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bio website andrej.com
location Slovenia
age 43
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I am a professional mathematician and theoretical computer scientist (what is the difference?) . My area of work is a mix of logic, semantics, programming languages, category theory, constructive mathematics and computability.


Jul
19
comment Does hyper-computational power of infinite time Turing machines also require infinite memory?
It's an order-theoretic problem, not one of cardinality. Both $\omega$ and $\omega + \omega$ have the same size, namely $\aleph_0$, but one has a limit point in the middle. Presumably you can't get rid of it with physics. To compute for $\omega + \omega$ steps you'd have to somehow fly into a black hole, emerge from it, and then fly into it again. Or something like that.
Jul
18
comment Does hyper-computational power of infinite time Turing machines also require infinite memory?
Only if you can get black holes to let you compute beyond $\omega$ steps. I am aware of theories that show how you get infinite time, but infinitely many infinite times? That would require some serious black hole engineering.
Jul
18
answered Does hyper-computational power of infinite time Turing machines also require infinite memory?
Jul
8
comment How are these statements about CTT reconcilable?
Judgments are not about being true or false. They are basic "constructors" from which we build derivations. For instance, you can have a judgment which tells you how to build an ordered pair. What's "true" about that?
Jul
8
comment How are these statements about CTT reconcilable?
It is also very important to note that a judgment is "top level", it is a basic building block of the formal system, whereas a proposition is something that lives "inside" type theory. It is an object in the theory.
Jul
7
comment How are these statements about CTT reconcilable?
Before answering this, do you understand the difference between a judgment and a proposition in the sense of type theory? That may be the first stumbling block.
Jul
3
comment What paradigm of automated theorem proving is appropriate for Principia Mathematica-style formalization?
In that case you should understand the text and then do it in whatever proof assistant and/or theorem prover seems to best fit your purpose.
Jul
3
comment What paradigm of automated theorem proving is appropriate for Principia Mathematica-style formalization?
Is there historic interest in exactly following the book, or could you just extract the gist of it (the basic setup and the axioms) and formalize the theory in an available modern system?
Jul
2
comment Categories a computer scientist should know about
I dunno. There are CS students our there who learnt algebraic topology from a computational point of view in one semester. Look up things like "persistent homology".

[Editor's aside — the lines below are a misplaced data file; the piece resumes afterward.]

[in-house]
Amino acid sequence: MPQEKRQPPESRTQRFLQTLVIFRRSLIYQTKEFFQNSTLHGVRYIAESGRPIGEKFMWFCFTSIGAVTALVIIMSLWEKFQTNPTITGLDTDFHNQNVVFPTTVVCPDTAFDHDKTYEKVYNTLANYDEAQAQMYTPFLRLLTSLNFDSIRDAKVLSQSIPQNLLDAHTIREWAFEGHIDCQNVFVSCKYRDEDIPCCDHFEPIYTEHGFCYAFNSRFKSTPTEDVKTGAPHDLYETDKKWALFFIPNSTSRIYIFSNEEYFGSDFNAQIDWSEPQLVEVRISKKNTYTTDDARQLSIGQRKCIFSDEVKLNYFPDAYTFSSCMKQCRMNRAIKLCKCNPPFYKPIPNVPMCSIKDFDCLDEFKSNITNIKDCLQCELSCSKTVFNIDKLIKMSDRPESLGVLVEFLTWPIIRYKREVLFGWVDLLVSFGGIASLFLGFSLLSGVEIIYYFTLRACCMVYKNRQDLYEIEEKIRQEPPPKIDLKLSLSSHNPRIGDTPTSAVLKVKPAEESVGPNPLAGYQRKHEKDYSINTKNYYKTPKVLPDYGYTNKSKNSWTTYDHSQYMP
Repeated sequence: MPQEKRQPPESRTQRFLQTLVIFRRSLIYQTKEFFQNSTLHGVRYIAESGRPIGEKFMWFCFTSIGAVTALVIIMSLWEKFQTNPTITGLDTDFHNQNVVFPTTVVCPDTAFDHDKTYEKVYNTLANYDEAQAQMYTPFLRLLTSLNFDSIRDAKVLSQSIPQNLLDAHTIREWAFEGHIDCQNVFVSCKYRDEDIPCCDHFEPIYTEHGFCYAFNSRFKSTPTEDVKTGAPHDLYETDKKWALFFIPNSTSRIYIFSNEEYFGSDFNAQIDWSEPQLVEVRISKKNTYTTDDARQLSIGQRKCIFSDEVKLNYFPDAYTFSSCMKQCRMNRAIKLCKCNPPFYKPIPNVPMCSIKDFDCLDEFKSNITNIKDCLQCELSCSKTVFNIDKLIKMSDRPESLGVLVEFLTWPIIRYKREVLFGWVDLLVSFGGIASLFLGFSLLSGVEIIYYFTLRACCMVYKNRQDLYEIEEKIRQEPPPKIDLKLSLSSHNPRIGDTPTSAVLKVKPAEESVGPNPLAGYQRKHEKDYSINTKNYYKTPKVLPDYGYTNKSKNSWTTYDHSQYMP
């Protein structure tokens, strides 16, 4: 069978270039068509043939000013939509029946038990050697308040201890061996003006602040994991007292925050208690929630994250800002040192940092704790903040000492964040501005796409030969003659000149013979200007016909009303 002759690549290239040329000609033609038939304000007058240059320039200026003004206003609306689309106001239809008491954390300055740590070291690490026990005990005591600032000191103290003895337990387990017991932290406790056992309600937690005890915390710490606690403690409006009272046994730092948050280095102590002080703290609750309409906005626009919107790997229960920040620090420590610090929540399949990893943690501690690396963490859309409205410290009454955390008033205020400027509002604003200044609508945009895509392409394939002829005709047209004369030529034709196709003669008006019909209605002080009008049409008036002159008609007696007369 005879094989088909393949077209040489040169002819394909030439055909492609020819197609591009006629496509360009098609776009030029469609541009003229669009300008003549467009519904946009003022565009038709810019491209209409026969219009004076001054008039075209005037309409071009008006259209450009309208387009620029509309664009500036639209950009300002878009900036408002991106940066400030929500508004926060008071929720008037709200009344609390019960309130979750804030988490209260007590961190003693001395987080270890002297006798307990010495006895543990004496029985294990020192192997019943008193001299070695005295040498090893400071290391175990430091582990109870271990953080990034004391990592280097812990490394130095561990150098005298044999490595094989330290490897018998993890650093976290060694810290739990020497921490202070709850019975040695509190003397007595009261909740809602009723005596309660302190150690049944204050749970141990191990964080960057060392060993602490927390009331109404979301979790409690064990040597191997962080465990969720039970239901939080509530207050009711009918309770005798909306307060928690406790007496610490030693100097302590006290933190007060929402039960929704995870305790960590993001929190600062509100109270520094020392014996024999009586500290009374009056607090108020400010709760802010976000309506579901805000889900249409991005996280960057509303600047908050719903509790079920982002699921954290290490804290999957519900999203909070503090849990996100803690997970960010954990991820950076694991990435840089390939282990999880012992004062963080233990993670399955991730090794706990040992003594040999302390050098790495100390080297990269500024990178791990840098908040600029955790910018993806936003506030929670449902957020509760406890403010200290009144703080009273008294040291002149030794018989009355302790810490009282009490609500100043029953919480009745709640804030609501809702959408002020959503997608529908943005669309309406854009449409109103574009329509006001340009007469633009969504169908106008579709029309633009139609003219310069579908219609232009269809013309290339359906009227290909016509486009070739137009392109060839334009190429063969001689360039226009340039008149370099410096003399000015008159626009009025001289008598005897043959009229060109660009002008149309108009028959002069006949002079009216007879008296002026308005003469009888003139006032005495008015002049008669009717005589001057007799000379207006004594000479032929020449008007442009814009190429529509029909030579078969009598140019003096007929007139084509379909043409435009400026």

Jul
2
comment Categories a computer scientist should know about
You could try something completely different to get some feel for the other 90% of category theory. For instance, you could have a look at the basic setup of algebraic topology. That would give you some perspective.
Jun
29
comment What is known about reduction by “$P_1$ interprets $P_2$” for generalized programming languages?
For starters, $P$ should be a computable enumerable set, not computable one. I am also highly tempted to state that all primitive recursive functions should be implemented, so the lowest level should be the primitive recursive functions. If not, then at least we should include conditional statements.
Jun
29
comment What is known about reduction by “$P_1$ interprets $P_2$” for generalized programming languages?
Also, I think my definition of "inteprets" is ad hoc and not very good.
Jun
29
comment What is known about reduction by “$P_1$ interprets $P_2$” for generalized programming languages?
I'd look at John Longley's theory of applicative morphisms.
Jun
29
revised Isomorphism between algebraic data-types
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Jun
29
revised Isomorphism between algebraic data-types
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Jun
29
comment Isomorphism between algebraic data-types
Ah, I see. You're right, it suffices to find one counter-examples for $A$'s.
Jun
29
answered Isomorphism between algebraic data-types
Jun
29
comment Isomorphism between algebraic data-types
This reasoning is flawed, you're applying it to the type constructors instead of the fixed points of those type constructors. By your reasoning: let $T_1(X) = 1 + X$ and $T_2(X) = 1 + 1 + X$. Then $T_1(\mathtt{empty}) = 1 \not\cong 1 + 1 = T_2(\mathtt{empty})$, whereas the inductive types $N_1 = T_1(N_1)$ and $N_2 = T_2(N_2)$ are isomorphic because they are both the natural numbers.
Jun
29
comment Isomorphism between algebraic data-types
Do you mean inductive types, or are infinite trees allowed (like in Haskell, which does not have inductive types)? Also, what do you mean by "isomorphic"? If you mean "isomorphic as sets of values" then the answer is obviously "yes, since they have the same cardinalitity". Do you mean something else?
Jun
27
revised A total language that only a Turing complete language can interpret
added 193 characters in body